Best of 2014, first published on January 22, 2014
Change is a bumpy and twisty road. Each of us will experience some sort of loss as we work together to reach our goals. I like to keep that in mind as a reality check whenever I get frustrated with the slow pace of change. This post highlights what leaders have to give up as you step forward and lead our system into our future.
Change is exciting. Who can argue with new ideas, innovation, continued success, and the mission of higher education to deliver knowledge and learning to our students? Certainly not me! As Anita reminded us, Dare to Dream. We have a compelling future in front of us and it is exciting. Yet, deep down, something about the future and change seems to evoke hesitancy, debate and even the dreaded word, resistance. In fact, leaders often struggle with their own development because of this hesitancy and the challenge they face acknowledging it.
Ram Charan, in the Leadership Pipeline, describes the hesitancy as a part of the transition that leaders face as they develop and change to meet new challenges and new expectations. Each transition presents you with an exciting future and new possibilities as a leader but it also demands that you give up a piece of your past leadership role. You must lose a part of yourself to develop as a leader that can succeed in the turbulent higher education environment we face today.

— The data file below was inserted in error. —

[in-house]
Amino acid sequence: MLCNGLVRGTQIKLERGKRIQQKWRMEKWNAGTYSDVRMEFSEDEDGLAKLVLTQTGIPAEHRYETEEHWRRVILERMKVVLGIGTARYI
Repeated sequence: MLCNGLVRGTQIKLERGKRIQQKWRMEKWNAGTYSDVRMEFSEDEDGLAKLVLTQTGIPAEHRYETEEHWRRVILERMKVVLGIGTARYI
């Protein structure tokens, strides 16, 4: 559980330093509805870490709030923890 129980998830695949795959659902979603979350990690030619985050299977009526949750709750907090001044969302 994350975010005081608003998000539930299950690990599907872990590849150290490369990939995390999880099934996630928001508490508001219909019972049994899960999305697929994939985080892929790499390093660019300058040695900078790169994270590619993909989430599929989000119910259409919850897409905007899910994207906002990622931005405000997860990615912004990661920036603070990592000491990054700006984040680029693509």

Specifically, leadership transitions require changes in:
- your time horizon
- your priorities
- your relationships
- your leadership skills or style
Successful leaders take on larger and more complex priorities, and a greater time frame, but to do that need to give up priorities, change relationships, delegate tasks and stop doing things that they are very skilled at doing and value. These losses lead to hesitancy and not acknowledging and accepting the required losses can derail the development leaders need to change and succeed.
How will your role need to grow to help you lead your team through change? What will you need to give up to succeed?